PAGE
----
Now is your chance. You get to decide which book will be read and discussed by THE ARTIST’S BOOKSHELF for our August gathering.
After perusing the five nominees outlined below, simply e-mail your selection to:
It’s as easy as that.
People often ask how books get chosen for THE ARTIST’S BOOKSHELF. It’s a highly subjective and unscientific process that begins by browsing in local bookstores, involves a great deal of talking with readers we respect, and ends in a mad flurry of googling and last minute e-mails.
As always, we consider a myriad of factors when determining which book might work best for THE ARTIST’S BOOKSHELF. We’re always interested in diversity, whether it involves the gender, ethnicity, and geographic origins of an author, or the literary style and subject matter of the book. We lean strongly towards contemporary fiction, but have included works of non-fiction, as well as classics suitable for re-examination.
Of course, we try to choose books that relate in some way to something happening at the Walker, but we have been known to choose books simply because we felt the need to share them with a wider audience.
All that being said, considered and processed, we present you with the following nominations for our August selection:
1) Snow by Orhan Pamuk
This one tops many “ must read” lists. The author has gained notoriety in his native Turkey for bravely writing just exactly what’s on his mind. The story is set in a remot Turkish town, where the stirrings of political Islamism threaten to unravel the secular order. A quick read of this book reveals a very complex mind, indeed.
“ Richly detailed….A thrilling plot ingeniously shaped…Vividly embodies and painstakingly explores the collision of Western values with Islamic fundamentalism….An astonishingly complex, disturbing view of a world we owe it to ourselves to better understand.” —Kirkus Reviews
2) The Inheritance of Loss by Kiran Desai
Our British friends tell us this is the real deal. Already a book-world superstar in Britain, Ms. Desai brings the voice of a new generation to the forefront of post-colonial lit.
“… manages to explore…just about every contemporary international issue: globalization, multiculturalism, economic inequality, fundamentalism and terrorist violence.” —New York Times
3) Where No Gods Came by Sheila O’Connor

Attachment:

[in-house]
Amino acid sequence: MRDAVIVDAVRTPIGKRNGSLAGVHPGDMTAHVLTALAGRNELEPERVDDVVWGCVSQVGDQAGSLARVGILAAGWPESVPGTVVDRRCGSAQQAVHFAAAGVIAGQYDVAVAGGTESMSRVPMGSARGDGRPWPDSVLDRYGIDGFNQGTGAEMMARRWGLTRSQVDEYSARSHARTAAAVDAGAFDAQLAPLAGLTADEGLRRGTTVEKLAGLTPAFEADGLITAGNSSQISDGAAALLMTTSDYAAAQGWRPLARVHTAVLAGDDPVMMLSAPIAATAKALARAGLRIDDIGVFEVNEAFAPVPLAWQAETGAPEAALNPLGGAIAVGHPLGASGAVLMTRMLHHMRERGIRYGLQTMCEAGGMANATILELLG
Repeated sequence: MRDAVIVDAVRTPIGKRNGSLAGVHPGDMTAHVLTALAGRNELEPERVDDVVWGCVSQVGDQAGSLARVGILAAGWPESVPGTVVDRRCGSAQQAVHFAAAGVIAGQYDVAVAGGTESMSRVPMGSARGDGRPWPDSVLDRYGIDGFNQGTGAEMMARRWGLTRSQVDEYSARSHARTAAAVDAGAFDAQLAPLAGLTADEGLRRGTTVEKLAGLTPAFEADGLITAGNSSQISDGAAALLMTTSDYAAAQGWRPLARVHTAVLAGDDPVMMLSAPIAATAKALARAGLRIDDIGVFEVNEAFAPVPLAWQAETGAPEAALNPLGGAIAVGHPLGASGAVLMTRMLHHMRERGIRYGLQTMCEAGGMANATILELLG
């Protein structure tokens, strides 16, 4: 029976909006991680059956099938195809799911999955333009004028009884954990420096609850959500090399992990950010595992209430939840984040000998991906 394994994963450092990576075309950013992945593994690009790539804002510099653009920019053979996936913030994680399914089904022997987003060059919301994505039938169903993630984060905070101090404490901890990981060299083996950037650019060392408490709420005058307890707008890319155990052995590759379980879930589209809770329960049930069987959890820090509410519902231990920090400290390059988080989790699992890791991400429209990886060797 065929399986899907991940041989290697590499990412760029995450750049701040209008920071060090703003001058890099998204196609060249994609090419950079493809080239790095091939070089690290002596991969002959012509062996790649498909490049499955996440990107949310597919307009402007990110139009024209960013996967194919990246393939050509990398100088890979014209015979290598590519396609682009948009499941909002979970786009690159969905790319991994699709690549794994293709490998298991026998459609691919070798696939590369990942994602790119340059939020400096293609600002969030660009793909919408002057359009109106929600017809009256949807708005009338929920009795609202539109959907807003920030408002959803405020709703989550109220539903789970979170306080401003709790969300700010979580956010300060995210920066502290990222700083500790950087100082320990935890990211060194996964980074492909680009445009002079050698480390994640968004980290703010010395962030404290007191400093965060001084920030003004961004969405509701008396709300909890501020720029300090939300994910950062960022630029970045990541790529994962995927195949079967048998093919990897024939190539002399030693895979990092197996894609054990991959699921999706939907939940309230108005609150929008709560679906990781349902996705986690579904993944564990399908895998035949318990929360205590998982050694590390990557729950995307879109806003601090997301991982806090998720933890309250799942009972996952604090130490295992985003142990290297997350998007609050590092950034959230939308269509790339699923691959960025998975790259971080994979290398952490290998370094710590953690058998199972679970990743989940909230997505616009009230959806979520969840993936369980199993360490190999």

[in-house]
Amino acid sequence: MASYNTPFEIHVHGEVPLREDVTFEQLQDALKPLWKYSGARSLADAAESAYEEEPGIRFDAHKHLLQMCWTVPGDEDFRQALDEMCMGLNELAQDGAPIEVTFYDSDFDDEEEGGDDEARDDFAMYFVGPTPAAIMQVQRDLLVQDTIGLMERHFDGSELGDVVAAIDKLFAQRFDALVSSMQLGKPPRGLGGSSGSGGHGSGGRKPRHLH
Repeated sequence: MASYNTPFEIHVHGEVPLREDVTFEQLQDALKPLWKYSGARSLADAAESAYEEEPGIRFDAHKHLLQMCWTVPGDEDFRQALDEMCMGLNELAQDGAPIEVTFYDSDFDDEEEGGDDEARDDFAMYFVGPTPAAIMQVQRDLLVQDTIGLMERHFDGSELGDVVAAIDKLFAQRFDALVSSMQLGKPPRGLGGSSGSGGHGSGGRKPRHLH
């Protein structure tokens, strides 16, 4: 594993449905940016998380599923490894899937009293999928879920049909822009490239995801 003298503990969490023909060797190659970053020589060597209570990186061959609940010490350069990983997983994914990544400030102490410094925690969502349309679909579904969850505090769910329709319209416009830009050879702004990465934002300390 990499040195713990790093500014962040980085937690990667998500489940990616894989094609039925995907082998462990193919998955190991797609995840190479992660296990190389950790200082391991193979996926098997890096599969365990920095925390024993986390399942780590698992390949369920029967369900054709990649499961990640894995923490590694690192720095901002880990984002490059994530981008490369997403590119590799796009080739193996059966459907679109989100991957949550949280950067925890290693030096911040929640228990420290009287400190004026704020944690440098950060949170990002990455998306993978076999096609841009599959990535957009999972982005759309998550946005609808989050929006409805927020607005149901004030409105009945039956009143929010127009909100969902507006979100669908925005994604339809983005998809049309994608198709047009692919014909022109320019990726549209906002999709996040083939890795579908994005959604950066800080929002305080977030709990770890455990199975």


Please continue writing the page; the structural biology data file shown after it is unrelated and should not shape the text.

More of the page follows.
A local writer who teaches at Hamline, Ms. O’Connor takes the requisite coming-of-age novel to the next level. (Disclaimer: Ms. O’Connor’s son once acted in a play I wrote. Though he’s a great actor, this small-world coincidence in no way influenced our decision.)
“ … a memorable portrait of the artist as a scrawny young girl. . . . It’s a story about the power of love and guts and imagination to sustain a skinny kid in a hard world.”
4) Midnight’s Children by Salman Rushdie
What can you say about Salman Rushdie? This Fatwah-survivor, continually proves that he’s really not afraid of any one or anything. I loved this book for its epic scope, beautiful imagery and mastery of language. Some of our friends: not so much.
“Huge, vital, engrossing…in all senses a fantastic book.” —Sunday Times
5) Kafka On The Shore by Haruki Murakami
Japanese lit sensation Murakami has been labeled a surrealist, a visionary genius, a fraud, and everything in between. I lean towards the genius moniker, but his work can be challenging for those accustomed to more conventional faire.
“[W]hile anyone can tell a story that resembles a dream, it’s the rare artist, like this one, who can make us feel that we are dreaming it ourselves.” –Laura Miller, The New York Times Book Review
We encourage you to further research our nominees. We have found www.powells.com, www.metacritic.com and www.nytimes.com to be particularly helpful.
Please feel free to include a sentence or two in support of your choice. And yes, write-in candidates are allowed. Polls remain open until April 11th.
Results will be announced later this month on this site.